Its architecture is Flemish, there are white sandy beaches near by, and it is surrounded by pristine forests and fresh lakes.
A new wave of European visitors to Gdansk is discovering an old Mittel European city which is a far cry from the brutalist legacy of the Soviet Union - which it helped to bring to its knees.
Gdansk has long battled to prove it has more to offer than the moment in 1980 when Lech Walesa scaled the ramparts of the city shipyard, setting in train the sequence of events that culminated in the fall of the Berlin Wall.
A long weekend in Gdansk might sound more like a punishment than a holiday option, but the Baltic port is proving a magnet to a new generation of intrepid travellers.
Perhaps inspired by tales of home from their Polish plumbers, or merely tired of fighting through the visiting stag parties in city-break hotspots such as Tallinn, Prague or Dublin, Gdansk is attracting record numbers of tourists. And far being from the city of crude architecture and austere shipyards of the popular imagination, the historic capital of Pomerania is enchanting those who make the journey with a wealth of unexpected delights.
"Most people have no idea about us," said Iwona Brudkiewicz of the city's promotion department. She spends her life travelling the world trying to convince people to overcome their prejudices and give Gdansk a chance. "They picture the city only in terms of its history. But all that is changing. When I tell people what Gdansk and its surrounding area are really like, they are extremely surprised."
What those who take her at her word will find is a compact old city of outstanding Flemish architecture, cobbled streets and fashionable bars. Restaurant food, while still on the nourishing side, is cheap and the service impeccable. There is a lively waterfront, an art gallery with an important collection of Flemish and Polish art and a fascinating local history. Gdansk's association with Solidarity and Mr Walesa surround the visitor at every turn. The city's virtual destruction at the hands of the Red Army in 1945 can only be guessed at.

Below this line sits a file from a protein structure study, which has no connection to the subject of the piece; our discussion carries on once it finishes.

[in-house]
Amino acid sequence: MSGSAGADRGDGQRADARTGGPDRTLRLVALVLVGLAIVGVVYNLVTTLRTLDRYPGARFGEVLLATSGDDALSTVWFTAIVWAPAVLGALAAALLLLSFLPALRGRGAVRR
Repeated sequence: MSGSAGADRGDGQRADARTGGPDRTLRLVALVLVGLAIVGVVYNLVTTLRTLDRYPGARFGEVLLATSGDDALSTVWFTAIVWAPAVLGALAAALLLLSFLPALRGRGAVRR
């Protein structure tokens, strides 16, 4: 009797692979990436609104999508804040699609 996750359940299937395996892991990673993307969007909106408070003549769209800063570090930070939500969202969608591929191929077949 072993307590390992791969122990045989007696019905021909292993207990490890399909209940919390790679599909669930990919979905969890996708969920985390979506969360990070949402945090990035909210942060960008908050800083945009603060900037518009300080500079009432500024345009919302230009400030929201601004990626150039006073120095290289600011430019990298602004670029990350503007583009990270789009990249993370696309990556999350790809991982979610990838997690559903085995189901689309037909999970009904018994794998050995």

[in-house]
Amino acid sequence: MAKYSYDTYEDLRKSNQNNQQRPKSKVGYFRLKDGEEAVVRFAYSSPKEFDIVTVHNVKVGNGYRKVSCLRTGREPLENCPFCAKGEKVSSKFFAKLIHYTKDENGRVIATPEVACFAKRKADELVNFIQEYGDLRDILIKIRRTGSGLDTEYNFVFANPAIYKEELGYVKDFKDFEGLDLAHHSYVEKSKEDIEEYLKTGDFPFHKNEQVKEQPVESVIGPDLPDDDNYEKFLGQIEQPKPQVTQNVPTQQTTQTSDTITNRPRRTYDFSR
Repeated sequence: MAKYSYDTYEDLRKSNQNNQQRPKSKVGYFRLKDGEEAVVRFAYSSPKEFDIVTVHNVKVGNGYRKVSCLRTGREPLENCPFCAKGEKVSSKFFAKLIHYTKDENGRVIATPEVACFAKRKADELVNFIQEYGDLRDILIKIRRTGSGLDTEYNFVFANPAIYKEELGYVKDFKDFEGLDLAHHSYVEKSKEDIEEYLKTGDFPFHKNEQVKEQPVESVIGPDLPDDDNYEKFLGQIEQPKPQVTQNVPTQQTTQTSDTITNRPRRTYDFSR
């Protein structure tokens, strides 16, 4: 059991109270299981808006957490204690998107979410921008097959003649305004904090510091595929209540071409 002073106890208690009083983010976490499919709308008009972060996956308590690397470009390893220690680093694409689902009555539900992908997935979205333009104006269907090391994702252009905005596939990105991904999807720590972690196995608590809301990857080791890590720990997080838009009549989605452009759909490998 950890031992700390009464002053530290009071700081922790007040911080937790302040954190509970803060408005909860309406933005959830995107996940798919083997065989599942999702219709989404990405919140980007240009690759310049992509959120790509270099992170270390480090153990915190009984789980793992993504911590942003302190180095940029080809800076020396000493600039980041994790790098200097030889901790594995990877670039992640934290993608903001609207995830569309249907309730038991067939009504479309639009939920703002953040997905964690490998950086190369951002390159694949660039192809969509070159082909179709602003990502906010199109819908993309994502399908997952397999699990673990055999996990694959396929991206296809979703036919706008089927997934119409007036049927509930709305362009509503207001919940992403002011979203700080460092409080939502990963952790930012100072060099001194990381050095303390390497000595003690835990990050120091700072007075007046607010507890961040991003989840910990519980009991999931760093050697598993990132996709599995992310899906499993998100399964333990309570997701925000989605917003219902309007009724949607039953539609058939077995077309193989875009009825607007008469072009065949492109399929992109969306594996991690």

But there is a pressing urgency to the effort to attract tourists to this part of northern Poland. With unemployment touching 20 per cent, an exodus of young workers abroad, and the famous shipyard itself now teetering on the verge of financial collapse, tourism is seen as vital to the area's economic future.
According to official figures, one in every 12 visitors to the region is now British, and the number of UK tourists is soaring by 25 per cent a year. Total numbers were boosted by 50 per cent in 2005 for the 25th anniversary celebrations of the birth of Solidarity. With the arrival of the low-cost airlines, this number is expected to more than double.
Anna Bannon, 54, from London, bought 2,000sq m of land just 20 minutes from Gdansk's Lech Walesa airport three years ago. Her three-bedroom, thatched lodge was completed on time and on a budget of just £75,000 by local craftsmen. There is no shortage of able plumbers and carpenters here, she says. Red tape is also kept to a minimum. The land sale was completed in a day and she has since offered advice to a steady stream of other Britons wishing to build in the area. Even the weather is good, she said.
"We have fantastic summers. This year it was hotter than Spain. It is cold in the winter but it is a dry cold so it doesn't go to your bones. People are fed up with Spain and Italy and there is much more to do than sit on a beach for two weeks. And the shopping is amazing. Everything is much cheaper than in the UK. I cannot spend enough time here," she said.
But despite the hype, tourists were thin on the ground on the city's main thoroughfare, the Dluga and the Dlugi Targ last week. Abdul Hadi-Ali was among a group of Egyptian engineers braving the freezing temperatures and leaden skies for a guided tour of St Mary's Church, the world's largest brick-built church. "We love the buildings, the food is nice and the people are friendly. But it is very cold," he said. Later in the year temperatures can drop to as low as minus 20C. But there were other more hopeful signs.
Dr Georgia Walbrach and her partner Dr Markus Sofianos flew in on a new budget flight from Cologne. They were intrigued to find out more about the birthplace of the city's most famous writer, Gunter Grass, who set The Tin Drum here. "We didn't know anyone else who had been here before and we are always looking for somewhere new to go. We thought it would be fascinating - and it is," she said.Reuse content